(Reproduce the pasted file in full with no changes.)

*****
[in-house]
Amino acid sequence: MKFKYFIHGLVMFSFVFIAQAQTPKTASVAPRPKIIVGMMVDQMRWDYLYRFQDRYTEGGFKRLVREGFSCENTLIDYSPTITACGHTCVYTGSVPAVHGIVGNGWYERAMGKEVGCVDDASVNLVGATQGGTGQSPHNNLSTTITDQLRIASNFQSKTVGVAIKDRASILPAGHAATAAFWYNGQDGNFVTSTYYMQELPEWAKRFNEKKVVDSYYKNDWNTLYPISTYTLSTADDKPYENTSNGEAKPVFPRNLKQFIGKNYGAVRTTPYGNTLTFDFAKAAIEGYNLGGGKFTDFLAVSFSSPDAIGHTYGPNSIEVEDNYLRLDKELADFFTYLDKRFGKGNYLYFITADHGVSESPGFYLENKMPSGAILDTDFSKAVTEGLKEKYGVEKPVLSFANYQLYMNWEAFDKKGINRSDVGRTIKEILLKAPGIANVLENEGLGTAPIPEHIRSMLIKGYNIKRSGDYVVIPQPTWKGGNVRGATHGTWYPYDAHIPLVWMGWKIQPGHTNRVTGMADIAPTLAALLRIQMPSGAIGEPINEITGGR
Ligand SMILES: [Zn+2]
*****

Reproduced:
[in-house]
Amino acid sequence: MKFKYFIHGLVMFSFVFIAQAQTPKTASVAPRPKIIVGMMVDQMRWDYLYRFQDRYTEGGFKRLVREGFSCENTLIDYSPTITACGHTCVYTGSVPAVHGIVGNGWYERAMGKEVGCVDDASVNLVGATQGGTGQSPHNNLSTTITDQLRIASNFQSKTVGVAIKDRASILPAGHAATAAFWYNGQDGNFVTSTYYMQELPEWAKRFNEKKVVDSYYKNDWNTLYPISTYTLSTADDKPYENTSNGEAKPVFPRNLKQFIGKNYGAVRTTPYGNTLTFDFAKAAIEGYNLGGGKFTDFLAVSFSSPDAIGHTYGPNSIEVEDNYLRLDKELADFFTYLDKRFGKGNYLYFITADHGVSESPGFYLENKMPSGAILDTDFSKAVTEGLKEKYGVEKPVLSFANYQLYMNWEAFDKKGINRSDVGRTIKEILLKAPGIANVLENEGLGTAPIPEHIRSMLIKGYNIKRSGDYVVIPQPTWKGGNVRGATHGTWYPYDAHIPLVWMGWKIQPGHTNRVTGMADIAPTLAALLRIQMPSGAIGEPINEITGGR
Ligand SMILES: [Zn+2]